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Can any life survive without water?

  1. Aug 30, 2004 #1
    Can any life survive without water? If not, why?
     
  2. jcsd
  3. Aug 30, 2004 #2
    I think so, because NASA Scientists know that Neptune has a Methane atmosphere & they also think there maybe some sort of organic life there, & i think the same is true for Titan too.
     
  4. Aug 30, 2004 #3
    I know a lot of astrobiologists believe that they only reason “all life as we know it“ depends on water is simply because we’ve evolved with water in our environment. If an organism were to evolve in an environment with some other solvent (some acid perhaps) it would not require water at all.
     
  5. Aug 30, 2004 #4

    Moonbear

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    From the above posts, I guess that requires refining the question. Do you mean known organims? Or do you mean could it be possible for some undiscovered life form?
     
  6. Aug 31, 2004 #5
    i think so . I think the other planet's species may survive without water. Because the other planet has no water so there will create some species do not need water.
     
  7. Aug 31, 2004 #6

    LURCH

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    Undiscovered. All lifeforms so far discovered use H2O. In theory, it is possible for some other chemicle reaction to produce enegry for life-processes, but this has never been observed.
     
  8. Aug 31, 2004 #7

    Moonbear

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    Lurch, that's why I was asking. It wasn't clear from the original question whether the remainder of the answers were what phenylalanine was looking for.

    However, because other planets in our solar system don't have water, it doesn't mean that if life ever existed on those planets that it didn't also require water. Some of those planets have water in frozen form or vapors. Part of the Mars exploration was to look for signs of life forms because the geography/topography of the planet suggested there once was water there. :rain:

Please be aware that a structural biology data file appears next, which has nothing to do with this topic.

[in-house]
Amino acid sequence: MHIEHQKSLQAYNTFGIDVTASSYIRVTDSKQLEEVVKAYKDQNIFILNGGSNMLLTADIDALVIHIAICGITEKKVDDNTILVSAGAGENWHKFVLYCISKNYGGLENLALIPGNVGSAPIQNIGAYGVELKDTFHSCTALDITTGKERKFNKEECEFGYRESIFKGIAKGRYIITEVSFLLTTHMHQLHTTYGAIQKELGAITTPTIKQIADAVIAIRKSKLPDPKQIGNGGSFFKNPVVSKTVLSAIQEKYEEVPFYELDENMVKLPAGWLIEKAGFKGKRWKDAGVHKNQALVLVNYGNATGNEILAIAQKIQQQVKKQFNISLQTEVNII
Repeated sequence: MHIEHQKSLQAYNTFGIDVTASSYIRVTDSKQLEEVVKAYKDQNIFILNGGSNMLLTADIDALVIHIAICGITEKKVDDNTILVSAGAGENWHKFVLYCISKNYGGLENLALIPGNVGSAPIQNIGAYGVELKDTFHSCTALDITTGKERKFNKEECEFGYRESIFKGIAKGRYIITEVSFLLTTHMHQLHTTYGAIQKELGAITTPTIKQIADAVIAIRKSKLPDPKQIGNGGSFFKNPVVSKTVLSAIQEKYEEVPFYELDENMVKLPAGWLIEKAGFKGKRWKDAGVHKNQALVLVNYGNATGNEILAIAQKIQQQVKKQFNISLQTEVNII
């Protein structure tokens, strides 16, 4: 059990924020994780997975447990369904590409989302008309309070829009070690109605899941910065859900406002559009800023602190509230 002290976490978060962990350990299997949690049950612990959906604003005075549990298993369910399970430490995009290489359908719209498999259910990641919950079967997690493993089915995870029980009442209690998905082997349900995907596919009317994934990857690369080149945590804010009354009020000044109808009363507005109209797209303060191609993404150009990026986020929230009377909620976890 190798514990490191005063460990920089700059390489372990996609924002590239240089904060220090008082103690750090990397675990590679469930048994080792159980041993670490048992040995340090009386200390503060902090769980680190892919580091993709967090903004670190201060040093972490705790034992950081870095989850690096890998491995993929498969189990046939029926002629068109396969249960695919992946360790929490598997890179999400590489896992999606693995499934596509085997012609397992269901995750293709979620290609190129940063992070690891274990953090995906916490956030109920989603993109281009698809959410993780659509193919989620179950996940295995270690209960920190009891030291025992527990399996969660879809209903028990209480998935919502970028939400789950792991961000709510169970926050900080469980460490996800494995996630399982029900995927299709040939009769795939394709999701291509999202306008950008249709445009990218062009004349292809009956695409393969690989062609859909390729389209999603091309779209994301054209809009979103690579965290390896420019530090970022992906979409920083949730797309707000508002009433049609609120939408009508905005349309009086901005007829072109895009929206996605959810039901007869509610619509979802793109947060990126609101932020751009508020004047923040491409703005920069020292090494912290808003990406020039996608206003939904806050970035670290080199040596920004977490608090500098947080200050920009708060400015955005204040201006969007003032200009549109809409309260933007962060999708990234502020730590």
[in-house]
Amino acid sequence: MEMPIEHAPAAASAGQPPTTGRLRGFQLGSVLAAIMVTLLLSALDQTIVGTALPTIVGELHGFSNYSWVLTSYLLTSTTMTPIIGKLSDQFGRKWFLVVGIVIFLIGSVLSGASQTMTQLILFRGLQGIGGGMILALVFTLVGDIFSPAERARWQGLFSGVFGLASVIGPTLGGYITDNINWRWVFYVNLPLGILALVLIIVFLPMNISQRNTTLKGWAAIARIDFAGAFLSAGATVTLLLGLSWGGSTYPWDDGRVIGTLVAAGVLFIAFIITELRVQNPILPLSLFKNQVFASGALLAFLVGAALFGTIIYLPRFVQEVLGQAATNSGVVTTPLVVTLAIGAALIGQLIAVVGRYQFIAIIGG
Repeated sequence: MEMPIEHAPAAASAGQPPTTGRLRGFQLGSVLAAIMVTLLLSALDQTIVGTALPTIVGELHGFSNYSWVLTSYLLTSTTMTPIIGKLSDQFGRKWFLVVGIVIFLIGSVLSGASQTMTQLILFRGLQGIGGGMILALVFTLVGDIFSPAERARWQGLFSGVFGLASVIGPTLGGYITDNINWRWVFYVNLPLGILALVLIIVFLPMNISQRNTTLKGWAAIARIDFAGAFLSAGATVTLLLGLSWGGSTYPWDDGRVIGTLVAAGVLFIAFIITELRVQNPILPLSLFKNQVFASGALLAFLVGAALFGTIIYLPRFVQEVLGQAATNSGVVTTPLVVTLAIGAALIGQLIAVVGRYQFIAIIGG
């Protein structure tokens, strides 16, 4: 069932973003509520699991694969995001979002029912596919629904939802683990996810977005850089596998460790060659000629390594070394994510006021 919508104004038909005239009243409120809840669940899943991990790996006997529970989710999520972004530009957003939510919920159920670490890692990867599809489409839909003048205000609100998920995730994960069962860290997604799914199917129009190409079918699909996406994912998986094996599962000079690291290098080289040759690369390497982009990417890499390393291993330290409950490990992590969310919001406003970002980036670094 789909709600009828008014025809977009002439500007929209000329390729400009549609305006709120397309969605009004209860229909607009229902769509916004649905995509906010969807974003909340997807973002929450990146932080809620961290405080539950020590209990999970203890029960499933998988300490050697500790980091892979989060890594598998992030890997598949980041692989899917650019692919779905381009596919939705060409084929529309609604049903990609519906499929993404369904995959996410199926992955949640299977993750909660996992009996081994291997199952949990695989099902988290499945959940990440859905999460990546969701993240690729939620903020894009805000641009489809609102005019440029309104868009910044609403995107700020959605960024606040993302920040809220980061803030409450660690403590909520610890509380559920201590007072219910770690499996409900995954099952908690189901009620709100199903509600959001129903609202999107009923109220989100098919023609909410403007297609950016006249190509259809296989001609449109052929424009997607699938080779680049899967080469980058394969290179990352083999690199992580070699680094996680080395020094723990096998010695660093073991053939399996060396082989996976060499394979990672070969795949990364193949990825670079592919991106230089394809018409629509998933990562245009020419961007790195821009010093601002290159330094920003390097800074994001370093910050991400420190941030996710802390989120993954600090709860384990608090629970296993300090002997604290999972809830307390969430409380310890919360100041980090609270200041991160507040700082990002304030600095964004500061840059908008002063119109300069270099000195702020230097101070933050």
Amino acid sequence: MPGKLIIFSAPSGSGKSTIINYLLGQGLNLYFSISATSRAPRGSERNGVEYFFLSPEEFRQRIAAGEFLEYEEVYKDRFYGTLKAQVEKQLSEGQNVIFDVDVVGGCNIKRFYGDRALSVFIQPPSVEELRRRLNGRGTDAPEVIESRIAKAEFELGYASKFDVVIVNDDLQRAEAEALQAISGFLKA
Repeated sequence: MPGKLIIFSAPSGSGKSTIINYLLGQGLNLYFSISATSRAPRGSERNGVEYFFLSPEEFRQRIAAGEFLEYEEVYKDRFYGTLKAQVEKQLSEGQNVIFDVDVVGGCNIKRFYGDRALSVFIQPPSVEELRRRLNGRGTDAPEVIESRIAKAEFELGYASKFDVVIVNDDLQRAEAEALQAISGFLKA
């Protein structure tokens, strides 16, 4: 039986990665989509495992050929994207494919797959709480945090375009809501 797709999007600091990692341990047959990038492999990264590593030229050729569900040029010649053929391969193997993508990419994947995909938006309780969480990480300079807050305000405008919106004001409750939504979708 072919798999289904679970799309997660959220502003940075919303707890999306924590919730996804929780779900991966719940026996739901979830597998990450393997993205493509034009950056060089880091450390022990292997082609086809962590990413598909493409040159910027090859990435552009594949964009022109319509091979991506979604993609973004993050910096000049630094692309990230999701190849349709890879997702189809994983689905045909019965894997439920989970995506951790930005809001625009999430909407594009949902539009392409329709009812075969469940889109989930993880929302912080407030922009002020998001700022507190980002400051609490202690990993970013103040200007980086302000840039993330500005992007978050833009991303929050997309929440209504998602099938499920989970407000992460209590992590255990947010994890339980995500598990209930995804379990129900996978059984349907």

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    :thumbs_up: Like the new smilies.
     
  9. Aug 31, 2004 #8

    Monique

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    So which other solvent would be a good candidate to support life?
     
  10. Aug 31, 2004 #9
    Ammonia as a life-supporting solvent

    Ever since Haldane suggested it, ammonia has been a favorite alternative solvent candidate of science fiction writers.


    • In 1954, J. B. S. Haldane, speaking at the Symposium on the Origin of Life, suggested that an alternative biochemistry could be conceived in which water was replaced as a solvent by liquid ammonia.

    But, then, ammonia molecules are mostly hydrogen (by number of atoms). I don't know of any non-hydrogen solvents that might substitute for water.
     
  11. Aug 31, 2004 #10
    From what I know, the two "best" possible candidates for alternative biological solvents are (as mentioned above) ammonia (NH3) and methanol (CH3OH).

    Although I've read somewhere that hydrogen sulfide (H2S) may be a good analouge to water. But the problem is that Sulfur is much more rare than oxygen and that H2S tends to break down to its atoms failry easily.
     
  12. Aug 31, 2004 #11

    Monique

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    Which (top 5) substances have the highest dipole moment / dielectric constant?